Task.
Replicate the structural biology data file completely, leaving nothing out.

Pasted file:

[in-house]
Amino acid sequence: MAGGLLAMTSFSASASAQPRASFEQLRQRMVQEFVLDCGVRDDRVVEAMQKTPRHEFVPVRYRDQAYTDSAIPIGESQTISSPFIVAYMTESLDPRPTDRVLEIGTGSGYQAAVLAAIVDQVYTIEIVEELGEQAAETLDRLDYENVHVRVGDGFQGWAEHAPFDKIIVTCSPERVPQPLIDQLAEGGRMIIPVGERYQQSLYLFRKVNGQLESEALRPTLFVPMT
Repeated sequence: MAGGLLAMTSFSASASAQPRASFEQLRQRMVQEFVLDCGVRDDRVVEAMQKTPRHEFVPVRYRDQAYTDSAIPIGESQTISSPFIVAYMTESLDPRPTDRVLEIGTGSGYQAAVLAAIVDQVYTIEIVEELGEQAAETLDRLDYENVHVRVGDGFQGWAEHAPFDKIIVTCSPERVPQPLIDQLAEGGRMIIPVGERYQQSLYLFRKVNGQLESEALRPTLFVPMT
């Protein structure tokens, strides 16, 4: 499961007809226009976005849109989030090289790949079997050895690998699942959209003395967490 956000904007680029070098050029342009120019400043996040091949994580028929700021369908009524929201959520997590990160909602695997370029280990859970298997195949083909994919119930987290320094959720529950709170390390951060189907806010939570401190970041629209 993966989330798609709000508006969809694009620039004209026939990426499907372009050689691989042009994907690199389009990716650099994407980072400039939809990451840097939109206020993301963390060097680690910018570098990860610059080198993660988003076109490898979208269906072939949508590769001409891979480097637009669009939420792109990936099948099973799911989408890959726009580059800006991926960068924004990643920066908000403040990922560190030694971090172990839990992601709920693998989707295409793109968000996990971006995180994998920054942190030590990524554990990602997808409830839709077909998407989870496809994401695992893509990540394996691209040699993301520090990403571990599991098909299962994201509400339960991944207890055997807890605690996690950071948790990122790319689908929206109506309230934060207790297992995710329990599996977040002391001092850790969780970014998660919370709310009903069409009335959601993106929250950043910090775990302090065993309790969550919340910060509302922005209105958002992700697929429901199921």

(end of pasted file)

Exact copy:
[in-house]
Amino acid sequence: MAGGLLAMTSFSASASAQPRASFEQLRQRMVQEFVLDCGVRDDRVVEAMQKTPRHEFVPVRYRDQAYTDSAIPIGESQTISSPFIVAYMTESLDPRPTDRVLEIGTGSGYQAAVLAAIVDQVYTIEIVEELGEQAAETLDRLDYENVHVRVGDGFQGWAEHAPFDKIIVTCSPERVPQPLIDQLAEGGRMIIPVGERYQQSLYLFRKVNGQLESEALRPTLFVPMT
Repeated sequence: MAGGLLAMTSFSASASAQPRASFEQLRQRMVQEFVLDCGVRDDRVVEAMQKTPRHEFVPVRYRDQAYTDSAIPIGESQTISSPFIVAYMTESLDPRPTDRVLEIGTGSGYQAAVLAAIVDQVYTIEIVEELGEQAAETLDRLDYENVHVRVGDGFQGWAEHAPFDKIIVTCSPERVPQPLIDQLAEGGRMIIPVGERYQQSLYLFRKVNGQLESEALRPTLFVPMT
């Protein structure tokens, strides 16, 4: 499961007809226009976005849109989030090289790949079997050895690998699942959209003395967490 956000904007680029070098050029342009120019400043996040091949994580028929700021369908009524929201959520997590990160909602695997370029280990859970298997195949083909994919119930987290320094959720529950709170390390951060189907806010939570401190970041629209 993966989330798609709000508006969809694009620039004209026939990426499907372009050689691989042009994907690199389009990716650099994407980072400039939809990451840097939109206020993301963390060097680690910018570098990860610059080198993660988003076109490898979208269906072939949508590769001409891979480097637009669009939420792109990936099948099973799911989408890959726009580059800006991926960068924004990643920066908000403040990922560190030694971090172990839990992601709920693998989707295409793109968000996990971006995180994998920054942190030590990524554990990602997808409830839709077909998407989870496809994401695992893509990540394996691209040699993301520090990403571990599991098909299962994201509400339960991944207890055997807890605690996690950071948790990122790319689908929206109506309230934060207790297992995710329990599996977040002391001092850790969780970014998660919370709310009903069409009335959601993106929250950043910090775990302090065993309790969550919340910060509302922005209105958002992700697929429901199921």